Wright City's Sports Closet provides opportunity, equipment for athletes in need

Brandon Corrigan

WRIGHT CITY – Hammer in hand, Rich Lagemann spent his Friday afternoon building shelves for the Kiwanis Club of Wright City’s newest endeavor.
It’s called the Sports Closet and it’s located at 100 West North Second Street.
The shelves of this ‘closet’ are filled with all kinds of different athletic equipment. There are baseball bats that have been used to smack home runs, football pads strapped on before making game-saving tackles and soccer cleats worn while scoring goals galore.
This assemblage has allowed county athletes to collect a lifetime of memories on the field, though lately most of it has just been collecting dust.
Lagemann is ready to change that.
He knows there’s a lot of life left in this lot of used gear and it can be used to help provide new opportunities that may normally be difficult to come by for low-income families
“I read an article about youth sports that just really stuck with me,” Lagemann, a retired Wright City coach and administrator, said. “Kids in poverty are three to four times less likely to get involved in an athletic activity if there are costs involved for equipment and even if they do get involved, they’re twice as likely to quit once they get older because it becomes more expensive.
“Wright City is doing some great things and the school has some great new athletic programs. We shouldn’t have kids who want to participate, but our stopped because they can’t afford equipment.”
That’s where the Sports Closet comes in handy. The goal is for the space to become a go-to source for supplies.
“It’s a mini-sporting goods store that’s open as needed, but no money is needed,” Lagemann said. “We don’t care who you are. If you need something call us. We don’t have hours, but we’ll set up an appointment and you can come by and look through our things. That’s the plan right now.”
Lagemann said that city officials have been very receptive about his Sports Closet concept. There’s a community donation drive in the works and most of the items currently on-hand at the store were gathered by the Wright City Student Council in a competition during Homecoming Week.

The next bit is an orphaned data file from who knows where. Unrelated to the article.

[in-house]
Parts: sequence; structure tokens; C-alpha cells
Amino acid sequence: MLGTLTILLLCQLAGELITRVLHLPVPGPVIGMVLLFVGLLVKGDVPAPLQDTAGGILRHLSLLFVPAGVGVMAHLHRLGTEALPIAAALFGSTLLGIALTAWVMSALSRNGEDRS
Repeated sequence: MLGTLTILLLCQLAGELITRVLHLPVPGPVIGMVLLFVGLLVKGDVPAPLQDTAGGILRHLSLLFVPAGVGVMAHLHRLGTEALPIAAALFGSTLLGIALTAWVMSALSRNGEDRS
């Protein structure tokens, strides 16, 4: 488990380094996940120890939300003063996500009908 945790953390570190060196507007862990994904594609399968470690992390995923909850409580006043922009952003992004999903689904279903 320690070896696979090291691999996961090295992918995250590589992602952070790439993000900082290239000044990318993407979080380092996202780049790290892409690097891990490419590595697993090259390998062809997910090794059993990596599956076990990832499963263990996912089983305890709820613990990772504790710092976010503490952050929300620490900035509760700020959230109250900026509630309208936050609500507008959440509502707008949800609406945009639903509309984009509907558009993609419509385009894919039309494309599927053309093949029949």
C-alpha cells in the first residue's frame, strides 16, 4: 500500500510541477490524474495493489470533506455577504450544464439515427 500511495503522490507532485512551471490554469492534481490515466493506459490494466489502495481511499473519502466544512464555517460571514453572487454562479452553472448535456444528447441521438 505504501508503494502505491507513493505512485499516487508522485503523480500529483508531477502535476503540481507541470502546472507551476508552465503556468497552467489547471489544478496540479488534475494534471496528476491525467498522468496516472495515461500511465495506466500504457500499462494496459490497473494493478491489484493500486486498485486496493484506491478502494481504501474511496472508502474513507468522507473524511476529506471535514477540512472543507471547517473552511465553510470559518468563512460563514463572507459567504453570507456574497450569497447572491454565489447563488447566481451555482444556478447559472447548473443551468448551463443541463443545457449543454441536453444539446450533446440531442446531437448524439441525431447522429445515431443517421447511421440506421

“When I talk to people about this they seem pretty excited,” Lagemann said. “I discussed it at a city council meeting and two council members have already provided donations. Hopefully it can become a point of pride that we have something like this in the community.”
Lagemann’s scoured through sporting goods throughout the St. Louis Metro area to spark ideas about how to best layout the equipment in the store. Providing reliable footwear is one of the biggest priorities in the early going, because the cost of cleats or sneakers is usually the biggest drawbacks for parents.
He estimated that the Sports Closets would officially open sometime later this month.
“Hopefully, we’ll have enough stuff by then, but frankly if someone called me tomorrow I’d say, ‘Hey come on over right now and let’s see what we’ve got.’”
Those interested in donating to the Sports Closet can contact Lagemann at 636-235-2086.
“We all know people who’ve outgrown sporting equipment,” Lagemann said. “What they do with it? It sits in the garage and goes nowhere. So if you have something that’s in decent condition, give it to us. We’ll clean it up and give it to someone else who can use it.”


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